Star basketball player Chelsea “Nitro” Keyes had the promise of a full ride to college--and everyone’s admiration in her hometown. But everything changed her senior year, when she took a horrible fall during a game. Now a metal plate holds her together and she feels like a stranger in her own family.
As a graduation present, Chelsea’s dad springs for a three-week summer “boot camp” program at a northern Minnesota lake resort. There, she’s immediately drawn to her trainer, Clint, a nineteen-year-old ex-hockey player who’s haunted by his own traumatic past. As they grow close, Chelsea is torn between her feelings for Clint and her loyalty to her devoted boyfriend back home. Will an unexpected romance just end up causing Chelsea and Clint more pain--or finally heal their heartbreak?
When I read Playing Hurt I discovered an amazing writer. This may only be Holly Schindler’s second book, but already she has made a name for herself. In this book, she wrote a powerful and touching story, one that many readers will easily be able to relate to.
Chelsea is slowly recovering from a hip injury that put an end to her dream of having a professional basketball career. In the hope of getting her mood up, Chelsea’s dad gives her a three week “boot camp” program at a resort in Minnesota. There, Chelsea meets Clint, her trainer, who has plenty of issues of his own. Both Clint and Chelsea are immediately drawn to each other but both have something hold them back, in the form of a dead ex-girlfriend and a boyfriend waiting at home. Together they discover new feelings, some they thought they would never feel again. What could cause Chelsea and Clint even more pain might just be what they need in order to heal.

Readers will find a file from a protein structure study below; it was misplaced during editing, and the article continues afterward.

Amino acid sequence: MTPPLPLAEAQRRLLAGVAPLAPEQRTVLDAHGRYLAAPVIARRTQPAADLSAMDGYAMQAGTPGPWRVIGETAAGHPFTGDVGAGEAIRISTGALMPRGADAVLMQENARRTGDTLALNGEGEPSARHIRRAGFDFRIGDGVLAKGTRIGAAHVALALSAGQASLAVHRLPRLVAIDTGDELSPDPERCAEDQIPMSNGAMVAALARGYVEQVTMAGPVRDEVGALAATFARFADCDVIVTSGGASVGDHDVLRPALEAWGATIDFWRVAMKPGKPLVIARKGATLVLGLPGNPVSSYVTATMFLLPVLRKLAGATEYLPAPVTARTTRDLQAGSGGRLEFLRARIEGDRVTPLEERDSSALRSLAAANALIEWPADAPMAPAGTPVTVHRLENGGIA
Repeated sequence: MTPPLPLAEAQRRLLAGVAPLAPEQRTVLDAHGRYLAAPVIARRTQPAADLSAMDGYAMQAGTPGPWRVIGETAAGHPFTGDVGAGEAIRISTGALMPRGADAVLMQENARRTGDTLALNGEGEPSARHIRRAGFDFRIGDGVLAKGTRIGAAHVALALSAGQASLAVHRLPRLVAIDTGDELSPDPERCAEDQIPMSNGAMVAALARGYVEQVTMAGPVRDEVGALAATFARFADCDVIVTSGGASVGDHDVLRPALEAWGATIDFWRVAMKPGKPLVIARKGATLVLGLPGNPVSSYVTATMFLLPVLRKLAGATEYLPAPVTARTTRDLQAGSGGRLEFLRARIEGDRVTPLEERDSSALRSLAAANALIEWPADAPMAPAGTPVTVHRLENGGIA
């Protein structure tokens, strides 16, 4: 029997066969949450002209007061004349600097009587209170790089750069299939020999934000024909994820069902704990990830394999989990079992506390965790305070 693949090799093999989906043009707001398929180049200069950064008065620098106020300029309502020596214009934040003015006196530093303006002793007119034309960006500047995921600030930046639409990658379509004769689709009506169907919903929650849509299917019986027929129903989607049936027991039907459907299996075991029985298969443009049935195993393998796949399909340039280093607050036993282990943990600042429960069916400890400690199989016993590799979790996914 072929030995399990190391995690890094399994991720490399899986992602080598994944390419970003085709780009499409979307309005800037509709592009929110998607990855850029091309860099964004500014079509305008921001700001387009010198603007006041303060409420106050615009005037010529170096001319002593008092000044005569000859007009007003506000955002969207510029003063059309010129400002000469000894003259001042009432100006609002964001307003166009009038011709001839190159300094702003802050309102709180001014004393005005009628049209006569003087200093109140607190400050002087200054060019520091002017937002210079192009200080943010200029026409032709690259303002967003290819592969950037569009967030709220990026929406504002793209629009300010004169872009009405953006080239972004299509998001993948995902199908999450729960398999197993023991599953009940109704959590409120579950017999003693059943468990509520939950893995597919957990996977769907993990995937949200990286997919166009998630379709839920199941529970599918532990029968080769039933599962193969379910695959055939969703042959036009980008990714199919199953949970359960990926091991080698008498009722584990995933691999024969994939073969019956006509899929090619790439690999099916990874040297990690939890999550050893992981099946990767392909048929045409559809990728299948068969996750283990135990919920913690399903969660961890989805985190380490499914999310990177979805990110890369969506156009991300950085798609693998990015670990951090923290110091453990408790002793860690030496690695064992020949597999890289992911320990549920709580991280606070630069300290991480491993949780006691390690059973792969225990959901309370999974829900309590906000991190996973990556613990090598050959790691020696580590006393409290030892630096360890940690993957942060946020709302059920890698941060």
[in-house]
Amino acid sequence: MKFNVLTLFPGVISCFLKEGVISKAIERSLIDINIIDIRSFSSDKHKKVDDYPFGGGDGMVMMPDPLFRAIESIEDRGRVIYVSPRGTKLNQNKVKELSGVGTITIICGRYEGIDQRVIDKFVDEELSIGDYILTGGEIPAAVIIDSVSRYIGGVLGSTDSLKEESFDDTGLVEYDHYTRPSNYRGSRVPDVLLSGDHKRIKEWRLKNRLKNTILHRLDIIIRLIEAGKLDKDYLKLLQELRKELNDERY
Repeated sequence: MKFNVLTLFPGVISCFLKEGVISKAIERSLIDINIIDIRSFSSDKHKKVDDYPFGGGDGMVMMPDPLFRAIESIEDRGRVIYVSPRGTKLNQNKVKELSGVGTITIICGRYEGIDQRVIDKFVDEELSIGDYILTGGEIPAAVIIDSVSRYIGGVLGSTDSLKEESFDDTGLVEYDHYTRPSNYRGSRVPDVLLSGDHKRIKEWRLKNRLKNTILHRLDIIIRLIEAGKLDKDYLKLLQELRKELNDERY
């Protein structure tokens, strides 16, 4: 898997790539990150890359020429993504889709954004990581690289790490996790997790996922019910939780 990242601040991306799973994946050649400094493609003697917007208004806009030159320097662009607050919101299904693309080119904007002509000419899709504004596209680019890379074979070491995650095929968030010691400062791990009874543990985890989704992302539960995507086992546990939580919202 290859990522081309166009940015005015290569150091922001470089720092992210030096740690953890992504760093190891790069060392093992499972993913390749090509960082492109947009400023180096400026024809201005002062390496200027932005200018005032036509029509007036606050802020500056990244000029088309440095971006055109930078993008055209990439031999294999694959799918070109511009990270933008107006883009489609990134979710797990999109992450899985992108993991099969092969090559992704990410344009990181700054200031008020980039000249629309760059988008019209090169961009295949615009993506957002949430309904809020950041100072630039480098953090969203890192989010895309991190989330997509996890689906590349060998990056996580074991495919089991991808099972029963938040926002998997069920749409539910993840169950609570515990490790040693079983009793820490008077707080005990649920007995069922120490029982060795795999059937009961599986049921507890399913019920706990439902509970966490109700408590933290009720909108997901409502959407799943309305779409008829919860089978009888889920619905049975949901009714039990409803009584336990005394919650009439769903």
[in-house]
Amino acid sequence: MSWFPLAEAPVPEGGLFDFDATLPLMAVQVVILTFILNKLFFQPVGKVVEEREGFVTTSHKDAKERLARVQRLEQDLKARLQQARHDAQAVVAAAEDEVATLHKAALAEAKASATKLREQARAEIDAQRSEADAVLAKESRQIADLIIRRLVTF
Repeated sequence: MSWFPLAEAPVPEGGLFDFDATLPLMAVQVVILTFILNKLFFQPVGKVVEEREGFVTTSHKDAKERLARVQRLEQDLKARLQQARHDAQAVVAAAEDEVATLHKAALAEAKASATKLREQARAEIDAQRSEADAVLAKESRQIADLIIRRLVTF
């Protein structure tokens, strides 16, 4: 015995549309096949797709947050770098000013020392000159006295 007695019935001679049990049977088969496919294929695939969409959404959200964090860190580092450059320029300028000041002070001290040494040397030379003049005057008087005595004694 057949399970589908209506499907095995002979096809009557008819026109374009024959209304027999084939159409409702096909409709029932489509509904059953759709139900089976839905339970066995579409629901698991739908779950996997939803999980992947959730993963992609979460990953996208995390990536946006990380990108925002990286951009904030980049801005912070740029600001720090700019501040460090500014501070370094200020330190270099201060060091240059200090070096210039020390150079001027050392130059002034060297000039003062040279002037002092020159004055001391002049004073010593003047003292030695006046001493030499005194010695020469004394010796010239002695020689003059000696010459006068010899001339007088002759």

Under normal circumstances I would be against a story about a girl who goes away for the summer and cheats on the boyfriend she left back home. However, I fell completely in love with Holly Schindler’s version of this story. The way the story is written makes it so that it’s not about cheating but more about falling in love and coming to terms with the past. The alternating points of view only worked to make the story more powerful and touching, showing how each of the characters struggled and came to terms with their feelings. If the story as a whole wasn’t amazing enough, I absolutely loved the ending. For once it wasn’t a case of “and they all lived happily ever after” but everyone was still happy. There was closure but not enough for all doors to have been completely closed. It was, in my opinion, the perfect ending.
I absolutely loved Chelsea in spite of the whole cheating thing. If you ask me, Gabe wasn’t all that great anyway. I loved seeing her grow and come out of her shell. She started out hiding, not really opening herself up to anyone, to being someone who did things she never thought she would do and standing up for herself. In the end Chelsea was able to come to terms with what had happened to her. Clint had a similar evolution. At the beginning of the book he was afraid to open himself up to anyone, especially romantically, but then Chelsea came along. My favorite part though, was seeing the relationship between them develop and blossom. In my opinion Chelsea and Clint were exactly what the other needed.
Playing Hurt was an incredible book. I am so happy to have discovered Holly Schindler and I will definitely go back and read her first novel, A Blue So Dark, and whatever comes next from her.